Reporters asked her about her role as First Lady as well. Mrs. Ford expressed her interest in supporting the arts, particularly in education, and working with underprivileged and retarded children. She also responded to a question regarding the kind of “footprint” she wanted to make during her time in the White House: “I would like to be remembered in a very kind way; also as a constructive wife of a President. I do not expect to come anywhere near living up to those First Ladies who have gone before me. They have all done a great job, and I admire them a great deal and it is only my ambition to come close to them.”
A National Dance Day Post for Betty Ford
Dance played a significant role in Betty Ford’s early life. She began taking social-dance classes as a young girl before branching out into ballet, tap, and modern dance. At age 14 she began giving lessons on Saturday afternoons, teaching her students the foxtrot, the waltz, and the Big Apple.
During the summers of 1937 and 1938 Betty attended the Bennington School of Dance in Vermont, where she spent eight hours a day in classes and at rehearsals. She also was exposed to the work of and met choreographer Martha Graham. In 1939 Betty moved to New York City to study dance at Graham’s school. She became a member of the Martha Graham auxiliary performance troupe and performed at Carnegie Hall.
In 1941 Betty’s mother persuaded her to return to Grand Rapids. Although the move ended her professional aspirations she continued to teach modern dance classes and also started and choreographed for her own dance group. “Dance was my happiness,” she reflected in her memoirs.
Betty Bloomer (at left) in a class at the Bennington College Summer School of the Dance taught by Martha Hill (right center), 1937.
-from the Ford Library
Shortly before noon Gerald and Betty Ford made their way from the Vice President’s office in the Executive Office Building to the White House, where they joined Chief Justice Warren Burger in the Red Room. They then walked down the hall to the East Room where Gerald R. Ford would be sworn in as the 38th President of the United States. This memo is Mrs. Ford’s copy of the sequence of events for the ceremony.
Day 74: Eleanor Roosevelt and the United Nations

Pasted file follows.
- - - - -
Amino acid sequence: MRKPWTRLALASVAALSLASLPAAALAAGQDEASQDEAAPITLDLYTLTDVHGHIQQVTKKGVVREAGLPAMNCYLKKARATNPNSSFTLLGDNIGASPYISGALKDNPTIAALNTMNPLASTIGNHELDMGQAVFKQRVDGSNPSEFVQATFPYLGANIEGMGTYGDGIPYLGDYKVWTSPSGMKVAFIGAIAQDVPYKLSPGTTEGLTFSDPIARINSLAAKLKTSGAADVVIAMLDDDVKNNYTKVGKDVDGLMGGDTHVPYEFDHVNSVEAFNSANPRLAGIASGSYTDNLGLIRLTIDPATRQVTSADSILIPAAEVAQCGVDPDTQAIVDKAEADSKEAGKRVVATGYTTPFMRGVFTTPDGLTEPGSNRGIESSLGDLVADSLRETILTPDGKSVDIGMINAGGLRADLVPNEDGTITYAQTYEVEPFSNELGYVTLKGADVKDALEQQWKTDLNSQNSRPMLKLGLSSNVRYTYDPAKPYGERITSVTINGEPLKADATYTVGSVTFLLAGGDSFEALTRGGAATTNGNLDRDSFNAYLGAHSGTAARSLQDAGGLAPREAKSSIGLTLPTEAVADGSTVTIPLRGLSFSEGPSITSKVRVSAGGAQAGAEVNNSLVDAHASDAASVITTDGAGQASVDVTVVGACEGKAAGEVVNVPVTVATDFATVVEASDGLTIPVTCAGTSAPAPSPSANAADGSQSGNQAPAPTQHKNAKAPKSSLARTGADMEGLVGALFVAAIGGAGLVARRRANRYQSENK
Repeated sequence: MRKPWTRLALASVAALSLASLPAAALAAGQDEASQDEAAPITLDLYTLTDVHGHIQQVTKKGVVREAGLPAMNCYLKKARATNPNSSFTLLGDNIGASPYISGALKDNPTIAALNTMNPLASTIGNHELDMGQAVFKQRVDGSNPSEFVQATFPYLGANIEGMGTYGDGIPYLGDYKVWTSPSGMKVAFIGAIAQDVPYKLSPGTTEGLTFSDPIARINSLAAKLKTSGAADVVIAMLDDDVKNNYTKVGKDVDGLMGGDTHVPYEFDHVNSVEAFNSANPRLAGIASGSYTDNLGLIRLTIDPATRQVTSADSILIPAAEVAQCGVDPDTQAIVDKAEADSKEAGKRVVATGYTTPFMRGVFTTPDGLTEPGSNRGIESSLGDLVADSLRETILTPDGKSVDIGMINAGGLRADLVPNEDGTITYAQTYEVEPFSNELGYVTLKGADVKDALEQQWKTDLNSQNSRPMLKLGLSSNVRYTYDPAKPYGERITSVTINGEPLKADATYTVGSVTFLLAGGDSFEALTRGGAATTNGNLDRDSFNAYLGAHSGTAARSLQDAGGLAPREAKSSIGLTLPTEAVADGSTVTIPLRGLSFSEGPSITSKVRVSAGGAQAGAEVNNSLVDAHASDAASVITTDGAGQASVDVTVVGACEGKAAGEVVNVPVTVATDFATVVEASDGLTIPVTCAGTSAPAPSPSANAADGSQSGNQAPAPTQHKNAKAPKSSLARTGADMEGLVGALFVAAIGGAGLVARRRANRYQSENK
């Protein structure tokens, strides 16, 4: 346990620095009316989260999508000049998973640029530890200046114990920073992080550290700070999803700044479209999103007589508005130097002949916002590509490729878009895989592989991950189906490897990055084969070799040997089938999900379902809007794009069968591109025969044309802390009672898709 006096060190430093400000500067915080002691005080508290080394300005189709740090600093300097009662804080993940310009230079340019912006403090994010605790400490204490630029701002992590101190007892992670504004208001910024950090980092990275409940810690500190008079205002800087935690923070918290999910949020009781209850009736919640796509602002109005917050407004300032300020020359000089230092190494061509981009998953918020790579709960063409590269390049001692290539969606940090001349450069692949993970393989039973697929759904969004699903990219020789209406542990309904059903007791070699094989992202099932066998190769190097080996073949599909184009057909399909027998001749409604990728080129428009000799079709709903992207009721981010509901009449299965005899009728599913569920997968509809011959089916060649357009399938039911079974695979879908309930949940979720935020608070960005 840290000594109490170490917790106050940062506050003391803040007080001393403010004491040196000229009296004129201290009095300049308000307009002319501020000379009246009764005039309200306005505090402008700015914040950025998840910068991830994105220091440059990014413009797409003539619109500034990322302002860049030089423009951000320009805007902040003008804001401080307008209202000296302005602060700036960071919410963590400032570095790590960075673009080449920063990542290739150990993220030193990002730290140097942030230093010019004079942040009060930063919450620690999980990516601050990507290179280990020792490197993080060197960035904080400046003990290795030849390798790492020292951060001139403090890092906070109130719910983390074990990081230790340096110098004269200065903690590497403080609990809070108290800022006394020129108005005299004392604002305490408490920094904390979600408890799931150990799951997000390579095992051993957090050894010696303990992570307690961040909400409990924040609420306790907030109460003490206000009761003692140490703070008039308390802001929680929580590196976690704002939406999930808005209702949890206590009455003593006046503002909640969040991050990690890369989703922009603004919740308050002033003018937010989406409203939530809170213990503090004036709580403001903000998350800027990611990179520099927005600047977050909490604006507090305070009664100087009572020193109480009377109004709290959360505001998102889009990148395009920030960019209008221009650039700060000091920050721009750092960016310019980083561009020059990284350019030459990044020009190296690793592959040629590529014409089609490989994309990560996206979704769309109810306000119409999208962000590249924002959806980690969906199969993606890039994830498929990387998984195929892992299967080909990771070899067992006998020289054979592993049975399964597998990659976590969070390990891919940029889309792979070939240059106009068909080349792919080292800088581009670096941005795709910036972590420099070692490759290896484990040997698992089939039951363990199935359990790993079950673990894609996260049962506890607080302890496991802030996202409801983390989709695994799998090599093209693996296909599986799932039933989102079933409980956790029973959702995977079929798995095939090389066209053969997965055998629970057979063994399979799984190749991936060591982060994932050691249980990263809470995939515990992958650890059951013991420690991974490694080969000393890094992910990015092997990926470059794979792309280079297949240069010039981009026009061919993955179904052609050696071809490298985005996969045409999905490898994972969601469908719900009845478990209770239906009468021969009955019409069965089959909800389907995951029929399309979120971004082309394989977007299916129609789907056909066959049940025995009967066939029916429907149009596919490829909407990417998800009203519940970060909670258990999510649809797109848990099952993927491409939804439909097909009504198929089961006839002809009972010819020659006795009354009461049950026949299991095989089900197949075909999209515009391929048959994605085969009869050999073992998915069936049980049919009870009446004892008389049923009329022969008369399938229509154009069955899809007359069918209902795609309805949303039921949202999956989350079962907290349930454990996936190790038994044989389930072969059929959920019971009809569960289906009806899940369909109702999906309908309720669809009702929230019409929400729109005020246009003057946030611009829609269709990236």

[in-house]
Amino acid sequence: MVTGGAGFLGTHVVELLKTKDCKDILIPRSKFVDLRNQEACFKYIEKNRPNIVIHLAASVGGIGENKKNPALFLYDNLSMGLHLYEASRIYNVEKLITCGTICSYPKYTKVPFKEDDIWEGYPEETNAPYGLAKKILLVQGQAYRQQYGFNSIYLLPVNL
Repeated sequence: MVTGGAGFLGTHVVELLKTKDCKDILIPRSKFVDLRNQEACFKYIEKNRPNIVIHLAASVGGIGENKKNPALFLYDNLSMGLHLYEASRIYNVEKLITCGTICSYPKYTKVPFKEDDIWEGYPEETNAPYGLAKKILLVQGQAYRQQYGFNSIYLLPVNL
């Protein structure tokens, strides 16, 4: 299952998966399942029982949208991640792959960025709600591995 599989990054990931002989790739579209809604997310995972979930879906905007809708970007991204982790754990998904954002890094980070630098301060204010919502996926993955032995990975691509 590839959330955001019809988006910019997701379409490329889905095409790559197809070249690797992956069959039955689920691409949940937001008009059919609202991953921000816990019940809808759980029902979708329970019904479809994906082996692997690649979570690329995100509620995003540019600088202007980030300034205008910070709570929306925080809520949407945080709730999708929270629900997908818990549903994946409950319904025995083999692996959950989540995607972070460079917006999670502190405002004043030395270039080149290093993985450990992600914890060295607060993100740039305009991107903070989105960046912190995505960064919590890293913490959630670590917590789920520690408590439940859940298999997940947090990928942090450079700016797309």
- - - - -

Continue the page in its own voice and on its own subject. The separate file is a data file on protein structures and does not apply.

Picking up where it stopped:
“We stand today at the threshold of a great event both in the life of the United Nations and in the life of mankind… . This declaration may well become the international Magna Carta of all men everywhere.”
-Eleanor Roosevelt, Speech to U.N. General Assembly on the Universal Declaration of Human Rights, December 9, 1948
In December 1945, seeking to signal America’s commitment to the new United Nations organization— and cement his ties to a powerful Democratic party figure— President Harry Truman appointed Eleanor Roosevelt to America’s first delegation to the General Assembly.
Eleanor quickly became a major force on refugee and human rights issues. From 1946 to 1951 she chaired the U.N. Human Rights Commission leading the effort to draft the Universal Declaration of Human Rights. An able and determined negotiator, she clashed frequently with Soviet delegates over the definition of human liberties. In the process, she pushed the State Department to recognize that human rights are not only civil and political rights, but social and economic rights too. The Declaration was Eleanor’s proudest achievement at the U.N. It created the modern definition of human rights. Today it is the standard for establishing norms governing international behavior regarding the rights of individuals.
Eleanor’s duties as a delegate to the United Nations included many trips abroad to London, Paris and Geneva. Eleanor received several gifts during these trips including:
- A tortoise shell box presented to ER by an English woman as a token of appreciation in the winter of 1946.
- A color print of the painting by Frank Beresford of Eleanor Roosevelt addressing the United Nations in London, England, on February 12, 1946. Inscribed and presented to ER by the artist.
- A University of Lyon Academic Stole and Cap presented to ER in November 1948 when she was awarded an honorary Doctor of Laws degree by the University of Lyon, France.
- A silver United Nations medallion presented to ER by the government of France.
- A watercolor of the Rue des Corps-Saints in Geneva’s Old Town by Harry Urban. Presented to ER by the artist in April 1951. The painting hung in the living room of ER’s NYC apartment until her death.
- A group of French commemorative medallions, including one for FDR, from the government of France given to ER during her 1951-52 trip.
- A lithograph of The American Church of Paris by Frank Milton Armington. Presented to ER by the church’s minister, Clayton E. Williams, in December 1951. The print hung in the living room of ER’s NYC apartment until her death.
Dancing in the Street
President Ford and Mrs. Ford as well as their hosts Romanian President and Mrs. Nicolae Ceausescu briefly joined in a folk dance in Victory Square in Bucharest on August 2, 1975.
The Fords had been on their way from the Otopeni Airport to the Spring Palace when they stopped for the dancing. Reporters traveling with the Presidential motorcade filed a pool report describing the event:
“At the far side of the Square the official party was swept up by a circle of folk dancers. The President and Mrs. Ford joined the circle and danced for a few minutes along with the Romanian President and his wife. In the second circle behind the principals, Secretary of State Henry Kissinger also joined a circle of dancers, and it was an unbelievable sight.”
-from the Ford Library